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Low Interval Limit

An arranging and orchestration concept that defines the lowest pitches at which intervals (minor second, perfect fourth, etc.), can be clearly perceived without sounding muddy or indistinct. The limits aren’t absolutes, but represent frequencies below which there is a real risk that the resulting sound will not work well within a normal harmonic context.

This theory is built upon some very sound acoustic concepts. Imagine a piano keyboard. We’ll name Middle C (approximately 261.6Hz) “C3.” One octave lower will be C2; another octave down is C1, then to C0, C -1, etc. The lowest note on an 88-key piano (A -1) is vibrating at about 27.5Hz – hardly recognizable as a distinct pitch by itself. If you strike it and the B one whole step above (about 30.9Hz) at the same time, the frequencies of the two notes are less than 3.5 cycles apart. It’s virtually impossible to distinguish the interval.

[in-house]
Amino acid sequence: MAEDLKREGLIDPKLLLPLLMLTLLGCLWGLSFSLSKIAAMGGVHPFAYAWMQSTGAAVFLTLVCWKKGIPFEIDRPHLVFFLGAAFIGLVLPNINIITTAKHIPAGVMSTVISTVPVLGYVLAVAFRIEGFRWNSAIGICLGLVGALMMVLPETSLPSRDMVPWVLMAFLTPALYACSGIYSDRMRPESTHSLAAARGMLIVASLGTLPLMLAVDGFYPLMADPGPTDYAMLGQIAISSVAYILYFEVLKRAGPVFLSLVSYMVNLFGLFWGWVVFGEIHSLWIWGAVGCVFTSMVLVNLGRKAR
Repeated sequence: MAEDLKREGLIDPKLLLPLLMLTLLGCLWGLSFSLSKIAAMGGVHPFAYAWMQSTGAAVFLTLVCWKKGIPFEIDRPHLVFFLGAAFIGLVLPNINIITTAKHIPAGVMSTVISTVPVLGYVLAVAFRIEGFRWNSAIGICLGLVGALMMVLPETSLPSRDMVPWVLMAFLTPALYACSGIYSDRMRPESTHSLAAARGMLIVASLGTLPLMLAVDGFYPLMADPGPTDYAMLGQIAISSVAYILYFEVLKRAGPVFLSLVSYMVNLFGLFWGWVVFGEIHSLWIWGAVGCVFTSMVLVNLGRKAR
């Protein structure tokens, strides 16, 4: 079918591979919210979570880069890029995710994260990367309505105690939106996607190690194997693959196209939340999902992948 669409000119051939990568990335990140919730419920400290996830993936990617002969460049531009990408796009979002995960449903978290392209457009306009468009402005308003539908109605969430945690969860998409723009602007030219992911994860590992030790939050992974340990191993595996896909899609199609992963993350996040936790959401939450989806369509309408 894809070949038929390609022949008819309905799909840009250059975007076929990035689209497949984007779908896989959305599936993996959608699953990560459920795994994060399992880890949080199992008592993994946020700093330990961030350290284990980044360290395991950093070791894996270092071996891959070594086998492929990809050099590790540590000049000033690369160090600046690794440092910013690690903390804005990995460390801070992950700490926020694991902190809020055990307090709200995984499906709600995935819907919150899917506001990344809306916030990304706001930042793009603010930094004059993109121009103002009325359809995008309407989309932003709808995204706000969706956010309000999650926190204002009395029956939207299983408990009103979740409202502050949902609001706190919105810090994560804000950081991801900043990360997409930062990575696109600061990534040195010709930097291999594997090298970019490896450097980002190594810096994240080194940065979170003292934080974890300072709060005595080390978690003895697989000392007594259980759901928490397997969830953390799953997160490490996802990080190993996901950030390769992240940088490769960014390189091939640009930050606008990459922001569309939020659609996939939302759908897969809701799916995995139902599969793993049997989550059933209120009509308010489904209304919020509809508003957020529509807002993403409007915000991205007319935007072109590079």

As intervals increase, the lowest acceptable pitches go down, due to the increased difference in frequencies of the pitches.

Commonly accepted low interval limits are as follows.

  • Interval Lowest pitch Second pitch

  • Minor second E2 F2
  • Major second Eb2 F2
  • Minor third C2 Eb2
  • Major third B1 D#2
  • Perfect fourth A1 D2
  • Augmented fourth/
  • Diminished fifth B0 F1
  • Perfect fifth C#1 G#1
  • Minor sixth F1 Db2
  • Major sixth F1 D2
  • Minor seventh F1 Eb2
  • Major seventh F1 E2

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